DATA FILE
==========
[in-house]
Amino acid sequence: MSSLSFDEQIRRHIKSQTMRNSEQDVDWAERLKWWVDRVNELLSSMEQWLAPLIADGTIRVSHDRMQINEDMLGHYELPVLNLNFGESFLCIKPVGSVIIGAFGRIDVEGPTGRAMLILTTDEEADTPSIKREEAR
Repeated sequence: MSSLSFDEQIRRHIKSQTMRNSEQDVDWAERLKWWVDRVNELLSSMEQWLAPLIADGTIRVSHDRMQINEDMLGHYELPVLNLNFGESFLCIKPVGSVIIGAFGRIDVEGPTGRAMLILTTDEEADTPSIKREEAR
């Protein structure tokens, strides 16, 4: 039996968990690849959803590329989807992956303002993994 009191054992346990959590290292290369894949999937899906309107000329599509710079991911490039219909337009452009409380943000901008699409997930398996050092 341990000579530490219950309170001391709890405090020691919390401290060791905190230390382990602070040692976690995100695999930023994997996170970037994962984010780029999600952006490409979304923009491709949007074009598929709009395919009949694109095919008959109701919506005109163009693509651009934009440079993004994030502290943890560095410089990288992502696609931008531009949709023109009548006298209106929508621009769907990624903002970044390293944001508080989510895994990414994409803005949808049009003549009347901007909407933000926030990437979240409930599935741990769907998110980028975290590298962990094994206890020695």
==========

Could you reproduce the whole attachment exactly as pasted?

[in-house]
Amino acid sequence: MSSLSFDEQIRRHIKSQTMRNSEQDVDWAERLKWWVDRVNELLSSMEQWLAPLIADGTIRVSHDRMQINEDMLGHYELPVLNLNFGESFLCIKPVGSVIIGAFGRIDVEGPTGRAMLILTTDEEADTPSIKREEAR
Repeated sequence: MSSLSFDEQIRRHIKSQTMRNSEQDVDWAERLKWWVDRVNELLSSMEQWLAPLIADGTIRVSHDRMQINEDMLGHYELPVLNLNFGESFLCIKPVGSVIIGAFGRIDVEGPTGRAMLILTTDEEADTPSIKREEAR
């Protein structure tokens, strides 16, 4: 039996968990690849959803590329989807992956303002993994 009191054992346990959590290292290369894949999937899906309107000329599509710079991911490039219909337009452009409380943000901008699409997930398996050092 341990000579530490219950309170001391709890405090020691919390401290060791905190230390382990602070040692976690995100695999930023994997996170970037994962984010780029999600952006490409979304923009491709949007074009598929709009395919009949694109095919008959109701919506005109163009693509651009934009440079993004994030502290943890560095410089990288992502696609931008531009949709023109009548006298209106929508621009769907990624903002970044390293944001508080989510895994990414994409803005949808049009003549009347901007909407933000926030990437979240409930599935741990769907998110980028975290590298962990094994206890020695």